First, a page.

I stuck around to attend Mississippi State University because I had scholarships and couldn't afford to leave. But the day after I graduated, I walked out on Mississippi, running to the northeast. I was in exile for 18 years until, inexplicably to me, I was suddenly called home in 2001.
And I found a place that I love dearly. Of course, I did all those years, too, but was in denial about it. This time, though, I was ready to love my state on my terms, and they involved a whole lot of challenging and working to change the things that drove me away--along with so many others--all these years ago. I'm doing it my way this time.
Now, I'm smitten. I live in a city where the bubble of outspoken, caring, compassion, progressive people just keeps expanding. The other day when I drove by the state's only abortion clinic on my way to work down the street, my heart expanded when I saw one of my college interns from last summer holding a "This Clinic Stays Open" sign with one hand while clearly studying a book she held in the other. I remembered how hard it was to get anyone here to speak out for women's rights to control our own bodies a decade ago, and I teared up.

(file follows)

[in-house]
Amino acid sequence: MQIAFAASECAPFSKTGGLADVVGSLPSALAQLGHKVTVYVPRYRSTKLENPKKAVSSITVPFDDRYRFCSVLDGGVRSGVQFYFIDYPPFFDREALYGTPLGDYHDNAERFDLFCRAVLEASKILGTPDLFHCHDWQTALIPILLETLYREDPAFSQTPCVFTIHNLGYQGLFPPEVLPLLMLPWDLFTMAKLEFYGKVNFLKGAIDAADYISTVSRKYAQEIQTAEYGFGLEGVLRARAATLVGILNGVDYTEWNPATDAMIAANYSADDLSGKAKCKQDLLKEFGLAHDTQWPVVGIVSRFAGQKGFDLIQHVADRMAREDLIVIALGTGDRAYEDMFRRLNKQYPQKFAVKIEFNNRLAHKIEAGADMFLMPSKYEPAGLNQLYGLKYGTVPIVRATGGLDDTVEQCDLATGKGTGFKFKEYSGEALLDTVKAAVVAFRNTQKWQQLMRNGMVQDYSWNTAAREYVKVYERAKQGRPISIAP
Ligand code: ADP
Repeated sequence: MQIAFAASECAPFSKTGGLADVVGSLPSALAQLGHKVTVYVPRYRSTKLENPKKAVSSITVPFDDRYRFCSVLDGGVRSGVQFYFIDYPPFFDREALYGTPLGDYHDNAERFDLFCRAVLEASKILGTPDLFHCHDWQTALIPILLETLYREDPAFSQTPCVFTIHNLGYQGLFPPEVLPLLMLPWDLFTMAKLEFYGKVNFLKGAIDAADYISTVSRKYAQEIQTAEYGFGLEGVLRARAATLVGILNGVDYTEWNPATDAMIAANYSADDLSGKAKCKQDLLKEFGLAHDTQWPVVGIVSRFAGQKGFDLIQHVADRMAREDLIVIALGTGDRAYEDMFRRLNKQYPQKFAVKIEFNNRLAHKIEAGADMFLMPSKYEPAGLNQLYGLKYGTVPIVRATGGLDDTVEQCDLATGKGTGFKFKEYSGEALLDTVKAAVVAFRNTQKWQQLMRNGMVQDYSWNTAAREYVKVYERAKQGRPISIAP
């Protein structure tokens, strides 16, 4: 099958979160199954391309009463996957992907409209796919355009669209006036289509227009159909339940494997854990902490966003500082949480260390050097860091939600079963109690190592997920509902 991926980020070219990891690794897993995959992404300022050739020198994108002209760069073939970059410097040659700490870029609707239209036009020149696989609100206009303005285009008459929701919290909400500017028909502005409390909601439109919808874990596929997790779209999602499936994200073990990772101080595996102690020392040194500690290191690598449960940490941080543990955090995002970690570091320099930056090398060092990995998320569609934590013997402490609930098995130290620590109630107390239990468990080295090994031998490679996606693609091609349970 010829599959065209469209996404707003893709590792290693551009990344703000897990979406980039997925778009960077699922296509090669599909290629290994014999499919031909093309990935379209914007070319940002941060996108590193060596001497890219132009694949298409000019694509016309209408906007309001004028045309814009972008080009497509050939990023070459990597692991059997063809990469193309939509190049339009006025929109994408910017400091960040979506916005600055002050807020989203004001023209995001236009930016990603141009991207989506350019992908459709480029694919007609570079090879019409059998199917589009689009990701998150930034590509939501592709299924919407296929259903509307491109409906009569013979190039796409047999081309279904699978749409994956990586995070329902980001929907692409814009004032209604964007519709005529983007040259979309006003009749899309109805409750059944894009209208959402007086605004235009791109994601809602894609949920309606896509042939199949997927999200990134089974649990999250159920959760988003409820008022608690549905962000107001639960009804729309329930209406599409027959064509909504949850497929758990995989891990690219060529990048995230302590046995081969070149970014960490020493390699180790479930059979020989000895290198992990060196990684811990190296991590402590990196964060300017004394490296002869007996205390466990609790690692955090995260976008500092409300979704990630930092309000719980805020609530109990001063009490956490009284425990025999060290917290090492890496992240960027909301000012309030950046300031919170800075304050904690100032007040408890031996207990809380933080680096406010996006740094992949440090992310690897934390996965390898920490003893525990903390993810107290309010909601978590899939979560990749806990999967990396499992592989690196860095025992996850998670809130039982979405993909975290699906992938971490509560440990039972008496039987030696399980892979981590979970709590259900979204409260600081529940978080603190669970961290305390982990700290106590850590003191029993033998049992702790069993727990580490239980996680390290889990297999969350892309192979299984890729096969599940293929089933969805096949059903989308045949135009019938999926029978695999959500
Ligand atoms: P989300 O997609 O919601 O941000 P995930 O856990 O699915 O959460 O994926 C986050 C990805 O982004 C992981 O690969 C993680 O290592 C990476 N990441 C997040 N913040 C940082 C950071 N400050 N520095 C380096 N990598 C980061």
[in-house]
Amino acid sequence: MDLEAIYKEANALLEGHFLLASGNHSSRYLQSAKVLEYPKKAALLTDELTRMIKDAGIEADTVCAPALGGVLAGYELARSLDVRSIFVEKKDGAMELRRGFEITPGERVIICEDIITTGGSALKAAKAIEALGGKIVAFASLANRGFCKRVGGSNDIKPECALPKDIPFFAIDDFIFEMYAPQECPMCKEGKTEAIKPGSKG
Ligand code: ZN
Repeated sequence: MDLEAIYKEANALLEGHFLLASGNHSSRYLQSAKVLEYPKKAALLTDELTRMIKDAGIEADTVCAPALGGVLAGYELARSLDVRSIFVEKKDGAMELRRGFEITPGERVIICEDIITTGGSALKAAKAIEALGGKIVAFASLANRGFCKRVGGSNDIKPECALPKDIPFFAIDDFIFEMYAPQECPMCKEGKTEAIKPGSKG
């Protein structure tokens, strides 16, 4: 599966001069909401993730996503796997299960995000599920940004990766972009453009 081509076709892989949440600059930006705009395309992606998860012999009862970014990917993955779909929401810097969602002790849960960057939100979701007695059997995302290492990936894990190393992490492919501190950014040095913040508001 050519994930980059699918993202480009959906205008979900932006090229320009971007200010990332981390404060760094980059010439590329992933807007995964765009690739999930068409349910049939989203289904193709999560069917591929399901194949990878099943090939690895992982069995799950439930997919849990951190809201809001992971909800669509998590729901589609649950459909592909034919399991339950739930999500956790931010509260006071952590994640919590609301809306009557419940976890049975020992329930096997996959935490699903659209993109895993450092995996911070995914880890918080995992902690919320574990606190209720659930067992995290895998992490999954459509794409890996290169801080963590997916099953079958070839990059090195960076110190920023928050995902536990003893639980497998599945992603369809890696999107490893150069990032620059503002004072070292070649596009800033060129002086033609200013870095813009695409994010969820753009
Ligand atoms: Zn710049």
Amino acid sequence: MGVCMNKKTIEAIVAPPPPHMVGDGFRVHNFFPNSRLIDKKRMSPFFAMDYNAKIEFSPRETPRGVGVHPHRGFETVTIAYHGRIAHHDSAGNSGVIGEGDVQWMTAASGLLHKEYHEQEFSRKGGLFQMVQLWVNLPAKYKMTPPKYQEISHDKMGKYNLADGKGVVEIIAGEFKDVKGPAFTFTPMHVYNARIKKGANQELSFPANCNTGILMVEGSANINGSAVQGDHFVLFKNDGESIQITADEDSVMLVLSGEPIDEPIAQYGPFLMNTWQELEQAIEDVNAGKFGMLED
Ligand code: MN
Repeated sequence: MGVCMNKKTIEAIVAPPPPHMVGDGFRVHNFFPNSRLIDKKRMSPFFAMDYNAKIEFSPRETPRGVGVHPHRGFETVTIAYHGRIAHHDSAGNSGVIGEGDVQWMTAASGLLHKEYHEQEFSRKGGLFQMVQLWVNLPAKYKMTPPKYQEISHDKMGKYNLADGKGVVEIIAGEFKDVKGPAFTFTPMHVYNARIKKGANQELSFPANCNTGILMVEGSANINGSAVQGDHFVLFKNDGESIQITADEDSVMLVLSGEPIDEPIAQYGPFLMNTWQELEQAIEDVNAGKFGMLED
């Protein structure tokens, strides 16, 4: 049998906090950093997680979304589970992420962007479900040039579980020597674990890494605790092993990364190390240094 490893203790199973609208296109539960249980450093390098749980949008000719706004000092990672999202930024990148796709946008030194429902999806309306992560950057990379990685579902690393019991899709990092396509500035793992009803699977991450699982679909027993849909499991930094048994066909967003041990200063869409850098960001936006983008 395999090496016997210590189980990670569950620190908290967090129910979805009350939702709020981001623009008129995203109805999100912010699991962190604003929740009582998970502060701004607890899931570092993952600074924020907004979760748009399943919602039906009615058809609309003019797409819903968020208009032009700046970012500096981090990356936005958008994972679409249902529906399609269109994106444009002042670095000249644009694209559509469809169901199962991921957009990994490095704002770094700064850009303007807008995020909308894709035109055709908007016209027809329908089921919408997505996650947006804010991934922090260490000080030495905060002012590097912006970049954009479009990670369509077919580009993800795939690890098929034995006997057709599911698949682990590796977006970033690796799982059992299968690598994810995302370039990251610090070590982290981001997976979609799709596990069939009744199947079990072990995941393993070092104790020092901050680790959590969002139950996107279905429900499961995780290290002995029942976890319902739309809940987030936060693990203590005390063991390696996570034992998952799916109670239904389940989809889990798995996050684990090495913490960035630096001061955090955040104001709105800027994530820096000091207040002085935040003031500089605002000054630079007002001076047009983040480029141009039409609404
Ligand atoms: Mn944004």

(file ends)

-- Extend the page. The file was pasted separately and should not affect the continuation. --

Then there was the Best of Jackson party at the Metrocenter Jan. 27. I remember the first Best of Jackson party 11 years ago in two renovated lofts in the Ironworks building on South Street. We didn't know who would show up, if anyone. Then you started coming, dressed in all sorts of outfits, from jeans to dresses and ties, until more than 300 folks packed the place (a lot, we thought then). You ate and drank and smiled a lot, as many walked around saying, "I can't believe this is Jackson."